This weekend, Tim and I went for an exploration hike in RMNP. We started out on the Flattop Mountain trail to the summit, then left the trails and explored high ridgelines in the backcountry. Tim has been running marathons this summer, so his pace for the hike was MUCH faster than I'm used to. It was kind of refreshing being able to move so fast, but also challenging to keep up (especially) on the uphill.
Hallett from near the summit of Flattop
Flattop mountain has to be the flattest at the top mountain I've ever summited. I'm not really sure where the actual summit was. We grabbed a quick bite and moved along as the wind was strong and chilly. I'll nerd out by naming the peaks we see in the following images.
Notchtop and friends with the Mummy Range in the distance.
Taylor Peak B I believe
Andrews Peak (left of center) and Ptarmigan Peak (right)
And what is a good trip report without the obligatory flower and critter shots:
Overall, the gps said we went about 15 miles/4,000 vert. making this the longest one of the summer for both of us. I'm really starting to enjoy exploring some of the rarely visited areas of one of the most popular national parks. Once we left the Flattop Mountain trail, we didn't see another soul until we returned. Rocky is a lot bigger than it seems and still has a great deal of wilderness for those who are willing to hike a bit farther.
The past few weeks have been very warm and dry throughout the state. A huge fire near Durango had closed the San Juan National Forest. This weekend the mountains received a fair amount of needed moisture, which has helped to calm the fire. We also received a fair amount of moisture this weekend making for a cold, wet trip to the Sangre De Cristo mountains.
James, Lindsey, Cami and I backpacked into South Colony Lakes Basin on Friday afternoon.
I woke early to catch the sunrise on Crestone Needle.
Once we all reached the lower South Colony Lake, James and Lindsey decided to hang a hammock here and relax while Cami and I continued up Humboldt. The cloudy sky held steady until we neared the summit of the peak around 10 AM. Then the wind and clouds came in rapidly and covered us and the peaks in white. This was my second time hiking this 14er and both times have been covered in clouds with no views up high. Rain and hail soon followed and we descended quickly. The temperature went from hot to cold so fast!
From the saddle
Last shot before the clouds covered everything
While up there, I was able to confirm a long debated theory about the existence of an elusive creature called Sasquatch (A.K.A. Bigfoot). On our descent, Molly started barking at a huge apelike creature that came up out of the mist. He waved at us just as I whipped out my camera to take his picture, then ran back down the mountain and disappeared.
Proof of Bigfoot
Back at camp it poured for a few hours. We built a fire to dry out our clothes and make some delicious dinner. We talked about personality types and had a great time with good friends. We all turned in before it was dark. In the middle of the night it started pouring again. We were all awakened by a loud rock-slide on Marble Mountain south of us. It sounded like we might be crushed in our tents, but we survived.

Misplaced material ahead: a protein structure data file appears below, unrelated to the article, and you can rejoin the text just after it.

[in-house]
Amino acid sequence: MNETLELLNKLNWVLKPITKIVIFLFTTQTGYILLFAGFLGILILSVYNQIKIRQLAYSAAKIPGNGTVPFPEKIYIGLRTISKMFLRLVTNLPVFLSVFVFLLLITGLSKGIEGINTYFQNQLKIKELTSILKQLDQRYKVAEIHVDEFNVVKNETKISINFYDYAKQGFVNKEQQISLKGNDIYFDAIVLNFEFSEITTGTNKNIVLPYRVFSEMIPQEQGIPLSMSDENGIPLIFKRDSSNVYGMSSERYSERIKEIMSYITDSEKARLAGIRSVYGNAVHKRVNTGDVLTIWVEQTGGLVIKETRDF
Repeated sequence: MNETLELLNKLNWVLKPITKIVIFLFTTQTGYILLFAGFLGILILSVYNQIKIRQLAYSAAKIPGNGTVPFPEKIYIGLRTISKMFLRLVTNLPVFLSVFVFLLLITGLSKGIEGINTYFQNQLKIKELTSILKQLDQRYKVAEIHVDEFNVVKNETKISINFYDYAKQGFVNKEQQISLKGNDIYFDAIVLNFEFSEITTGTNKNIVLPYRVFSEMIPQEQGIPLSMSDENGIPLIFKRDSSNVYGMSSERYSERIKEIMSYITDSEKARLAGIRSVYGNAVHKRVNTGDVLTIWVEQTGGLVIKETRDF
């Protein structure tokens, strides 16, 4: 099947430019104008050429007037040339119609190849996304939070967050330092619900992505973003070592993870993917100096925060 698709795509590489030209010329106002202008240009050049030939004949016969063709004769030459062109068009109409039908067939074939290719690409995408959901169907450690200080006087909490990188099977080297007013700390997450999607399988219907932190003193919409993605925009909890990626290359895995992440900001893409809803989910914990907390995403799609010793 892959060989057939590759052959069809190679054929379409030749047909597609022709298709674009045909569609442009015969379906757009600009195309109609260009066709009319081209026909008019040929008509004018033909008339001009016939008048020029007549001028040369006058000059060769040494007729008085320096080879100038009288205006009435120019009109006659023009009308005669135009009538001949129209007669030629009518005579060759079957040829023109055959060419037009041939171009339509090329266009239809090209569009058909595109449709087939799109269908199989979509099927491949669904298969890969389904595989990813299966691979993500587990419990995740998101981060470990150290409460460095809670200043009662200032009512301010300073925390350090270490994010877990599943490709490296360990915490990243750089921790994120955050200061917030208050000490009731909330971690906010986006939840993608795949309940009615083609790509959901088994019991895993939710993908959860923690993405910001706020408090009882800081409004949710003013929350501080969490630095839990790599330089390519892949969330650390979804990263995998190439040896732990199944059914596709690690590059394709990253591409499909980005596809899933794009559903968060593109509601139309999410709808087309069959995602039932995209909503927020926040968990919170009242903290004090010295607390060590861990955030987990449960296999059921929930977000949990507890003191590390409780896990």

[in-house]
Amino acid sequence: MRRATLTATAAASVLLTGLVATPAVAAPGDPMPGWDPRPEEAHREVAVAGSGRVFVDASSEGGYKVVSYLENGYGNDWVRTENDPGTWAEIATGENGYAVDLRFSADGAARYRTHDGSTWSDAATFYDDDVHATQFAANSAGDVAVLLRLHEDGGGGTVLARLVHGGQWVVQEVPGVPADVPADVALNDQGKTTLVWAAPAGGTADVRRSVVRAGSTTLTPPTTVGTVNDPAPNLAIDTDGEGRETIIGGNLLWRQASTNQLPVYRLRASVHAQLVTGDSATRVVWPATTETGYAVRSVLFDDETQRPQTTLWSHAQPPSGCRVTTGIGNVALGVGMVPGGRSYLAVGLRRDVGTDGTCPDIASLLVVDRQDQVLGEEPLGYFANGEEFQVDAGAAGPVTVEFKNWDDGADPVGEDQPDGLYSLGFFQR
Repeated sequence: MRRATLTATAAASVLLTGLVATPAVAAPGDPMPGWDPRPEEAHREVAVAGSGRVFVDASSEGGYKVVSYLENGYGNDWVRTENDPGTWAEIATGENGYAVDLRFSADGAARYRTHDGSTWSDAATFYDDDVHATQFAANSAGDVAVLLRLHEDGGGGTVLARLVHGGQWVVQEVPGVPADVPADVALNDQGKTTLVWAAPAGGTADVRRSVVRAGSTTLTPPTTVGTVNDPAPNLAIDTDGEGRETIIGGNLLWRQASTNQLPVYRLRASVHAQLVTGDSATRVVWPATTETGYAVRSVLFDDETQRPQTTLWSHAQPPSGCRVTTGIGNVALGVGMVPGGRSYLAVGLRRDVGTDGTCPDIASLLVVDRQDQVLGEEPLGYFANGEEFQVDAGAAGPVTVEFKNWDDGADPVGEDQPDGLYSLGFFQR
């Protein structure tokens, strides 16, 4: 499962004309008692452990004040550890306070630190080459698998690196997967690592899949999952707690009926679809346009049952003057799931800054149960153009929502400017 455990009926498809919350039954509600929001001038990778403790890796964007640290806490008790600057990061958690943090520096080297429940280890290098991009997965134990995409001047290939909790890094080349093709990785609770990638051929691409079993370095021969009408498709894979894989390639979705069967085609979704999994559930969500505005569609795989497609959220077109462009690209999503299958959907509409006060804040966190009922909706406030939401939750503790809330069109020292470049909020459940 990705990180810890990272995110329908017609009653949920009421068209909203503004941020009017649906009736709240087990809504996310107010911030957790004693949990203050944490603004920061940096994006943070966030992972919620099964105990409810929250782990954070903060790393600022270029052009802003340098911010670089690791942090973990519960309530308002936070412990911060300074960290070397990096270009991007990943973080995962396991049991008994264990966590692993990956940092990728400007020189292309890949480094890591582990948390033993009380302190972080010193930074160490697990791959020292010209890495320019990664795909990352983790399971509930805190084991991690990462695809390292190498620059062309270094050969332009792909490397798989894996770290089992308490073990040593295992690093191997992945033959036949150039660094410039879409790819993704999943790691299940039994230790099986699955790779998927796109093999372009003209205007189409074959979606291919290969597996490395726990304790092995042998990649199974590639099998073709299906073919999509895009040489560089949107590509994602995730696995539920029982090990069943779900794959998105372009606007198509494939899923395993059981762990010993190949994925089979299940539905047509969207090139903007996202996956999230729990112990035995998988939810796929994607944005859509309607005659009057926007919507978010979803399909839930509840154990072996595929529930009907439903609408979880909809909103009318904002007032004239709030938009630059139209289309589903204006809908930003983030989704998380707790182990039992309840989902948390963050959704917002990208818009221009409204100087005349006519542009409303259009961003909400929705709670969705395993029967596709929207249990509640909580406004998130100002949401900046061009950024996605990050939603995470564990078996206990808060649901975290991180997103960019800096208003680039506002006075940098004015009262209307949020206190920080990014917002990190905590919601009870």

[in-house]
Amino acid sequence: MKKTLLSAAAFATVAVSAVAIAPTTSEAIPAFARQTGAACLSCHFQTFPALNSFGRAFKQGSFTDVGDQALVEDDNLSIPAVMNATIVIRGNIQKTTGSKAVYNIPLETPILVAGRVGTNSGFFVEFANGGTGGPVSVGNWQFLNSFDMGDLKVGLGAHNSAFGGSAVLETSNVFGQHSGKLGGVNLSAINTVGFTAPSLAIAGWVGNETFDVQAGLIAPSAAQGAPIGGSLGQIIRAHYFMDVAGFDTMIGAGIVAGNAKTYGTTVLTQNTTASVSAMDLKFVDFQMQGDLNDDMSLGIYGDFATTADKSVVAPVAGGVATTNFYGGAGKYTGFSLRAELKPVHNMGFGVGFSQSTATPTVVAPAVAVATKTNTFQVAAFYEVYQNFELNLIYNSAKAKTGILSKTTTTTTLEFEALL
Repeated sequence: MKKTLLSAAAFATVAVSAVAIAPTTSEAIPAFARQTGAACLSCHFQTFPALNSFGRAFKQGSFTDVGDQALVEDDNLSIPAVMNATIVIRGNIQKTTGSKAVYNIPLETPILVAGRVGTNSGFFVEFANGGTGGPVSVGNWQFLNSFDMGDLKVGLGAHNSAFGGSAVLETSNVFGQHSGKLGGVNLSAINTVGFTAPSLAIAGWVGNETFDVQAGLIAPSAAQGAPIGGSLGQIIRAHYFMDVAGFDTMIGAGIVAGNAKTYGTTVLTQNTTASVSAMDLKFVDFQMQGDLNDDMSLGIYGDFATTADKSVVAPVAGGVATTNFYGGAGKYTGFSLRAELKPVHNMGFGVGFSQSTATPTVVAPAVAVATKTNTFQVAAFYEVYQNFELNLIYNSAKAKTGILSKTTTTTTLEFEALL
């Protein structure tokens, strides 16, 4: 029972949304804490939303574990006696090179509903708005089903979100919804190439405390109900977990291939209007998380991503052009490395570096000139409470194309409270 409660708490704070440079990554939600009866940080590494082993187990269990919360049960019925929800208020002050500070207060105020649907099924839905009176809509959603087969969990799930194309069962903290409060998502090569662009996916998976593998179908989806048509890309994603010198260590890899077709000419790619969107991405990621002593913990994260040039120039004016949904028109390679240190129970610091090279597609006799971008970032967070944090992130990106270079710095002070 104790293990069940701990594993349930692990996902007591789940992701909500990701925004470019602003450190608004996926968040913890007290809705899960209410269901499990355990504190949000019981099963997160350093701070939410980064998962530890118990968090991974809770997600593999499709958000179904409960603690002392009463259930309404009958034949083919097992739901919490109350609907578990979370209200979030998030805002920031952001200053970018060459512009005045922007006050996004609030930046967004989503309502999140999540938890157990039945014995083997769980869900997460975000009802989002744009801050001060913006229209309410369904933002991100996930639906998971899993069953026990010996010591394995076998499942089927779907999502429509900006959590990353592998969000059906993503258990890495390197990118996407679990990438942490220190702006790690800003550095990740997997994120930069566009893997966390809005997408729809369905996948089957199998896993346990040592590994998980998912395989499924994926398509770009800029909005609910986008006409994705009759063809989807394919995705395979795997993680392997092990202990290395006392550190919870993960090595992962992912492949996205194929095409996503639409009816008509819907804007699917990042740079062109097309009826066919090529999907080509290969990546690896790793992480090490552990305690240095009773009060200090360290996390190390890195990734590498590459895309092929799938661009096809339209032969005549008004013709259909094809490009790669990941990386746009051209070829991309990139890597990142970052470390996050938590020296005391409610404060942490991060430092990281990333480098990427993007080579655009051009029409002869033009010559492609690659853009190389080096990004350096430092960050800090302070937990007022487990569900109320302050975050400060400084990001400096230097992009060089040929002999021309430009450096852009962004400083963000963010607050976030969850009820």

The next morning Lindsey joined me on a hike back up to the lake to catch the sunrise again. The peaks were covered this time, but there was bright color to the east.
On our way out, we realized none of us had ever seen Bishop's Castle that was down in that area. There's an interesting story about this unique attraction if you google it. The castle is quite impressive. Much larger than I thought in real life. James and Lindsey went up in it to explore. Cami and I were tired of stairs.
Mt. Orton is not really a mountain, but a pile of rocks on the ridge of Chiefs Head Peak in the Wild Basin area of Rocky Mountain National Park. It's a worthy goal and still requires about 3,000 ft. of elevation gain and 11 miles round trip from the Sandbeach Lake trail. The views from the top of the surrounding peaks of RMNP are nothing short of spectacular.
Cami and I arrived at the trailhead at 4:00 in the afternoon on a sunny forecast day. We found that the fees have just gone up to get into the national parks, so we were glad we'd already purchased our year pass. The hike to Sandbeach Lake is pretty dull. No views in the trees and a straight trail that doesn't change much except for a couple river crossings. Sandbeach Lake was interesting. It's just as its name suggests, a sandy beach in the middle of the mountains. Where else can you hike in the mountains and then relax on a beach? I would definitely like to come back here sometime just to camp and hang out.
From here, we started bushwhacking west to gain the open ridge. Cami is supper fond of bushwhacking through the mountains. Kidding. She slows down significantly when there is no trail. Add in some post-holing in the snowfields and scrambling up loose rocky sections, and you have a recipe for a time consuming adventure. I was getting impatient and frustrated as we were kind of on a time crunch to make it for sunset. She wasn't too happy with my lack of hiding my impatience. It wasn't pretty, but we finally made it above the trees onto easier terrain.
Cami with Sandbeach Lake below
Once on the ridge the views of Longs Peak, Meeker, and Pagoda are just awesome. It's a unique view of these high peaks. I thought the sunset light would hit the west side of the peaks a bit more, but the sun set a little farther north than I anticipated. Still a great view. From the top, you can see the southern peaks of RMNP and a good portion of the Indian Peaks Wilderness.
Walking back in the dark with Cami was fun. We don't always get to just be together and talk and enjoy ourselves without the kids. Even though our bodies were exhausted from the hike, it was refreshing to be together and rejuvenate.